Hundreds of concerned D.C. residents gathered in the backyard of a Southeast retail store on Memorial Day to brainstorm ways to eliminate gun violence in the District, particularly in Southeast, after one of the most violent weekends in the city this year.
During the Memorial Day weekend, four people died and even were more wounded in 10 different shooting incidents throughout the city.
Councilman Trayon White (D-Ward 8) called an emergency planning session to address a spike in crime in Ward 8, and fellow Council members Kenyan McDuffie (D-Ward 5), Robert White (D-At Large), Anita Bonds (D-At Large) and Chairman Phil Mendelson (D) joined other city leaders and hundreds of residents to discuss ways to alleviate the recent spike in crime.
Now District leaders are responding.
“I am happy to announce that our call to action has not fallen on deaf ears,” White said. “It’s our primary goal to empower and offer resources to the experts who have been working tirelessly for years to combat crime.”
The day after the community meeting, the Council moved to make additional investments in the final vote on the upcoming year’s budget after delaying the vote more than an hour to identify the right places to increase support.
Ultimately, the Council decided to add $340,000 to the budget for a new violence prevention project to be implemented this summer through the office of the D.C. attorney general.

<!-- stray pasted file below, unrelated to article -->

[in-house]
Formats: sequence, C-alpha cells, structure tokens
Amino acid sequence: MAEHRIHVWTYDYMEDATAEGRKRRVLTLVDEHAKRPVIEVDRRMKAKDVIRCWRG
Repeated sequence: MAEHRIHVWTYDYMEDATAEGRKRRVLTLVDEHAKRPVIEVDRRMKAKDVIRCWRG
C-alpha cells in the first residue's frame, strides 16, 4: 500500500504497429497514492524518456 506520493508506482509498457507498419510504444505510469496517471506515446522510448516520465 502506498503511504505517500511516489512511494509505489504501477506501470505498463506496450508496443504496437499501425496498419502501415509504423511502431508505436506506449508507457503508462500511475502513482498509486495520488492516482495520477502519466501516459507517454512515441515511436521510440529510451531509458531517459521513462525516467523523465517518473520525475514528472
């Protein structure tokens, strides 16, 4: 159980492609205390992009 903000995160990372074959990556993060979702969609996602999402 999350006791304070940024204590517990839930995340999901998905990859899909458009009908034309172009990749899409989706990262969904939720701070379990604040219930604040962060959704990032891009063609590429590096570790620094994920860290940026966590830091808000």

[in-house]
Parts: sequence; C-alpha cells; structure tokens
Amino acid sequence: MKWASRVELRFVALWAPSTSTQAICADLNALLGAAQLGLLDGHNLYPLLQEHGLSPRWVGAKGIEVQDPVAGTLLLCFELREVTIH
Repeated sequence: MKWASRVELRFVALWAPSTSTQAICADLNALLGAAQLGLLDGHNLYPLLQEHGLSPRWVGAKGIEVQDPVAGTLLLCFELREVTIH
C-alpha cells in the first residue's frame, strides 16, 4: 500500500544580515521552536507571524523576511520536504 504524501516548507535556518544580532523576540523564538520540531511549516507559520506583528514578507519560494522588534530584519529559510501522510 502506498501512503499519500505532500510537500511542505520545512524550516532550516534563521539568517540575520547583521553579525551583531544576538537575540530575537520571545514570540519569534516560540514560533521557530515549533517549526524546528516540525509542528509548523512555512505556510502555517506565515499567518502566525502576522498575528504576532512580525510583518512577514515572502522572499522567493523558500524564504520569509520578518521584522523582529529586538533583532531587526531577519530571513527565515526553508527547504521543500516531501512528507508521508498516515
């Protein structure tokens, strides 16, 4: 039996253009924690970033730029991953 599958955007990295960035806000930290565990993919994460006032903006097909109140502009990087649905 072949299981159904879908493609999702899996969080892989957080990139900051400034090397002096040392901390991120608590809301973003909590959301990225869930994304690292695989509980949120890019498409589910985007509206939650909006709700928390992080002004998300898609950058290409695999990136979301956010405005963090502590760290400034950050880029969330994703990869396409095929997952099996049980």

Most of the shootings that took place over the three-day holiday weekend happened in Wards 7 and 8. So far this year, Ward 8 has had nearly half of the city’s homicides with more than 30.
Community activist and entrepreneur Alexander Mosby was fatally shot Saturday in the sixth shooting of the weekend. In another incident, a couple was killed after a dispute between families, leaving their five children without parents.
Ward 8 Advisory Neighborhood Commissioner Mike Austin began an online campaign for a resolution to reopen the enrollment period for the Marion Barry Summer Youth Employment program for 30 extra days.
“I’m not sure if this idea will work, but I do know that, among other factors, there is some correlation between lack of employment and crime,” Austin wrote. “I know there are a lot of youth who didn’t previously enroll for whatever reason.”
But police attribute the spike in violence to petty disputes and the presence of illegal firearms.
Mayor Muriel Bowser ordered departments to respond across the city, including check-ins with juveniles in the youth rehabilitation programs and parolees.
She and Metropolitan Police Chief Peter Newsham also deployed nearly 25 percent more officers in the 6th and 7th Police Districts, including for the evening and overnight shifts, Narcotics and Special Investigation Division as well as increased helicopter patrols.
“While an enhanced police presence can help keep residents safe, we know that policing alone will not put a permanent stop to the violence in our communities,” Bowser said. “We ask residents to partner with us by reporting any criminal activity and send a clear message violence will not be tolerated.”